In the past decade, the change in the epidemiology of acute renal failure has made critical care nephrology an emerging sub-speciality of intensive care medicine. Dedicated literature and a series of physicians and nurses have made an effort to bridge the knowledge and experience from nephrology and critical care medicine in response to an increased incidence of acute kidney injury in intensive care unit (ICU) patients [1].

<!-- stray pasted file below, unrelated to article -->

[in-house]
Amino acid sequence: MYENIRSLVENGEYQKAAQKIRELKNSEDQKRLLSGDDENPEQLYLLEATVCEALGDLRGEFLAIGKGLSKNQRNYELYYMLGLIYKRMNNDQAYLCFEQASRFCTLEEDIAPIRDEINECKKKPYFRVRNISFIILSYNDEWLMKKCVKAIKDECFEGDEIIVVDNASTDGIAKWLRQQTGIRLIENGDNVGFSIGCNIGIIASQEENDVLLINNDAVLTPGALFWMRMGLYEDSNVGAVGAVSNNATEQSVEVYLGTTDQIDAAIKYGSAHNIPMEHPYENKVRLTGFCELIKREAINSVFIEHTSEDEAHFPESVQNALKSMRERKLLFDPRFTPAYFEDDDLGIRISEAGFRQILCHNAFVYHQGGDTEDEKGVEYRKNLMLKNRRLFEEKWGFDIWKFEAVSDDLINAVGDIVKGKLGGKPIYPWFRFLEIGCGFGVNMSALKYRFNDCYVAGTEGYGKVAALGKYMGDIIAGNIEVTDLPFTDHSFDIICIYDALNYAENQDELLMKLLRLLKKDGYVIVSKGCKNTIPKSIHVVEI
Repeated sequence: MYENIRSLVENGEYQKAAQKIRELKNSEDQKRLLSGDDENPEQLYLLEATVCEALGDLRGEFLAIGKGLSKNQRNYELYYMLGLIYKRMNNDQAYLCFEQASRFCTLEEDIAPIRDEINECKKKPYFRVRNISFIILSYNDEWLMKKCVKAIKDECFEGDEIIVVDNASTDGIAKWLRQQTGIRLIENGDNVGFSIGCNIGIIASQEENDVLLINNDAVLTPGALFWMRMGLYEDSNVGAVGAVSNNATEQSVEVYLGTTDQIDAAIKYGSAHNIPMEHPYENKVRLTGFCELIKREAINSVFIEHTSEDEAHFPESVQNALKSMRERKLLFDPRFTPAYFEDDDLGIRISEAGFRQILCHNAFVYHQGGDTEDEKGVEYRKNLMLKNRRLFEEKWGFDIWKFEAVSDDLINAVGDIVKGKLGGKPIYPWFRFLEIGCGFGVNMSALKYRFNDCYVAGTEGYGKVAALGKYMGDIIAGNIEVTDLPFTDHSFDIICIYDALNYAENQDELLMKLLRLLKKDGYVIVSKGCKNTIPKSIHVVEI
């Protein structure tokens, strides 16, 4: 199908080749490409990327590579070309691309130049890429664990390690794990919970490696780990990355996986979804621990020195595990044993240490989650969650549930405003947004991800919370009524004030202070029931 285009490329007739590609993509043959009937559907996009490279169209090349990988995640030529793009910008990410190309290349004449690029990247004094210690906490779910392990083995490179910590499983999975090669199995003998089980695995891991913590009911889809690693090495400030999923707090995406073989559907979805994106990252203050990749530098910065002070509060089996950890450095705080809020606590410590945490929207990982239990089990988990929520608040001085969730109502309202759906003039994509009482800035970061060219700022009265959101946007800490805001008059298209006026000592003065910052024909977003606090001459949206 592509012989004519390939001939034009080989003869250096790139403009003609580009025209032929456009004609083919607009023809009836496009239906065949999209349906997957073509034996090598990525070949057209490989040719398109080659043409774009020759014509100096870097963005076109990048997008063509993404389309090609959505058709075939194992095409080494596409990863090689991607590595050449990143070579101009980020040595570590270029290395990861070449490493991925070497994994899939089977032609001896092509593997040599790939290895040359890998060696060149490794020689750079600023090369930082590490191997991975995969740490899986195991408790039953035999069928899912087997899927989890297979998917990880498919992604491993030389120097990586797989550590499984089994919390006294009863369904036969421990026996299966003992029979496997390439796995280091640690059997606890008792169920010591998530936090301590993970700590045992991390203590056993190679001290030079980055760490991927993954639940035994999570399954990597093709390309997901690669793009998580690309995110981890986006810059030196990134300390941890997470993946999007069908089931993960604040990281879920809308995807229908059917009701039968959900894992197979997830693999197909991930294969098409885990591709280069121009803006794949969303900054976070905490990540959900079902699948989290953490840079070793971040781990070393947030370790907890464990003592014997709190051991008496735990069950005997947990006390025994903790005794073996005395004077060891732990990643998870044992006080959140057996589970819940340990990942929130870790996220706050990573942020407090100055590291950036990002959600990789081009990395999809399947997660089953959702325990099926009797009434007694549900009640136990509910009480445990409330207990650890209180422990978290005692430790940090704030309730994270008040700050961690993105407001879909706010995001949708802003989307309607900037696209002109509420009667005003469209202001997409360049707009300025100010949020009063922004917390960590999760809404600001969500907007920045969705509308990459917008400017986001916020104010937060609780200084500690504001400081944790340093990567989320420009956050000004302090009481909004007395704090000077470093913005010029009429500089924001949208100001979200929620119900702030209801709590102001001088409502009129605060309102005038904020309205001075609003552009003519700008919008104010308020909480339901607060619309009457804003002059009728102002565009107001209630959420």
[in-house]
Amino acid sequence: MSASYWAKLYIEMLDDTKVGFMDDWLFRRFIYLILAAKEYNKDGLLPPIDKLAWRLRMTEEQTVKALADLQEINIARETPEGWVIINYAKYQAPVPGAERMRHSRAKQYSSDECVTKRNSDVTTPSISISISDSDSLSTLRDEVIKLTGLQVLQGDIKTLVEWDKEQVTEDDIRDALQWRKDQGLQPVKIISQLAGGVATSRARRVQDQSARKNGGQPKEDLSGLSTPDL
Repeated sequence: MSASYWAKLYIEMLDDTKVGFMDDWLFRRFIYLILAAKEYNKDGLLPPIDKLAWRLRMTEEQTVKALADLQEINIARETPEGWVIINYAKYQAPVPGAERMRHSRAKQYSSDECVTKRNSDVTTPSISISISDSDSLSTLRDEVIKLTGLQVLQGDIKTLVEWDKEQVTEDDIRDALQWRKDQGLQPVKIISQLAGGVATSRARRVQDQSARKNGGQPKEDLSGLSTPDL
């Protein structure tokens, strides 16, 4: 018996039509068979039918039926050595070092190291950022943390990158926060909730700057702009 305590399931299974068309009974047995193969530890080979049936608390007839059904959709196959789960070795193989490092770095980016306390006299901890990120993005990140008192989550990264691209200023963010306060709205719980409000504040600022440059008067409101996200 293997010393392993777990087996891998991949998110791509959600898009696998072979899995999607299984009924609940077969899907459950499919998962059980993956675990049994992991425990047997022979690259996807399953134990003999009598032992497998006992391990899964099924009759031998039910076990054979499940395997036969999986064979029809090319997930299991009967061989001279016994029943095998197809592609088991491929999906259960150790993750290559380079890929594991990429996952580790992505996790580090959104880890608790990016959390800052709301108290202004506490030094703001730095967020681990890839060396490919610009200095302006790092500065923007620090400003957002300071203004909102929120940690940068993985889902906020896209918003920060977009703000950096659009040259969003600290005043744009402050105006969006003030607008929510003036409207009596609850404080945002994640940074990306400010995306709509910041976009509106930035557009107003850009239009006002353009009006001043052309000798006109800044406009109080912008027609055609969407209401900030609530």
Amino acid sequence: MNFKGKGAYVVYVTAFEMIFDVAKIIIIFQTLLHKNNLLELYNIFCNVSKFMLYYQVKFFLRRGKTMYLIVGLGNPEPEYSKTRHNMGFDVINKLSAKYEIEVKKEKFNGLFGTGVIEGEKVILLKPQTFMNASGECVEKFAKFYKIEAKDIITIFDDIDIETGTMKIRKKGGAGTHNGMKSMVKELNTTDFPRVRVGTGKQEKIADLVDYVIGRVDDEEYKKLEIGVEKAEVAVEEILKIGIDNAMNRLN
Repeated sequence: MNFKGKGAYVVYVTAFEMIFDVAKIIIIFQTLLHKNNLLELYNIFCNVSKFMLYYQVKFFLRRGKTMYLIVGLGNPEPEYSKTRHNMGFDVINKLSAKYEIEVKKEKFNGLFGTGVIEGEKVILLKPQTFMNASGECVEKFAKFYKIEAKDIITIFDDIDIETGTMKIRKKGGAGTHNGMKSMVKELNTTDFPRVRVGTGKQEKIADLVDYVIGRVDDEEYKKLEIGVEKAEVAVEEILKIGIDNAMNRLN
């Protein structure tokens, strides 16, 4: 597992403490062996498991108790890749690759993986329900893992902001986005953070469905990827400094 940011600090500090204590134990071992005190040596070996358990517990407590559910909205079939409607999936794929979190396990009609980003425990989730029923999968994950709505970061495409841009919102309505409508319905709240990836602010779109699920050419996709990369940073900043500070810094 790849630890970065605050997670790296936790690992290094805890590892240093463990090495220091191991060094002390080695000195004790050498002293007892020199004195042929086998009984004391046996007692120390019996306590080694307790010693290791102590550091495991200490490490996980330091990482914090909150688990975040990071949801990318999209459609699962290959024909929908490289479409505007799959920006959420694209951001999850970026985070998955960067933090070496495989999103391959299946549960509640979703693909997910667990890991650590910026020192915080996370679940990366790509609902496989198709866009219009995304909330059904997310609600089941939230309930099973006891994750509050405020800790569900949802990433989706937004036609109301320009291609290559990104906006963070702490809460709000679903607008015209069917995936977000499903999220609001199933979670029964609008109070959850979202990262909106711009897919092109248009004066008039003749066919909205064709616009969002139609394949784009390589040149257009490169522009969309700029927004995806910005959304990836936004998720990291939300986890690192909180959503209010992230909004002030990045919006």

The origin of this process can definitely be found in the mid 1970s, when continuous arteriovenous hemofiltration (CAVH) appeared on the scene. CAVH has been a tool that has permitted the treatment of patients with acute kidney injury in which peritoneal dialysis or hemodialysis were clinically or technically precluded [2]. This opened the doors of ICUs to a dedicated dialysis technology that experienced a flourishing evolution in subsequent years. Within a few years, continuous veno-venous hemofiltration (CVVH) replaced CAVH because of its improved performance and safety. The advance was made possible by the use of blood pumps, calibrated ultrafiltration control systems and double lumen venous catheters. In the late 1980s, specific machines for continuous renal replacement therapies (CRRTs) were designed and a new era of renal replacement in the critically ill patient began [3]. The therapy started to be standardized and clear indications began to be defined.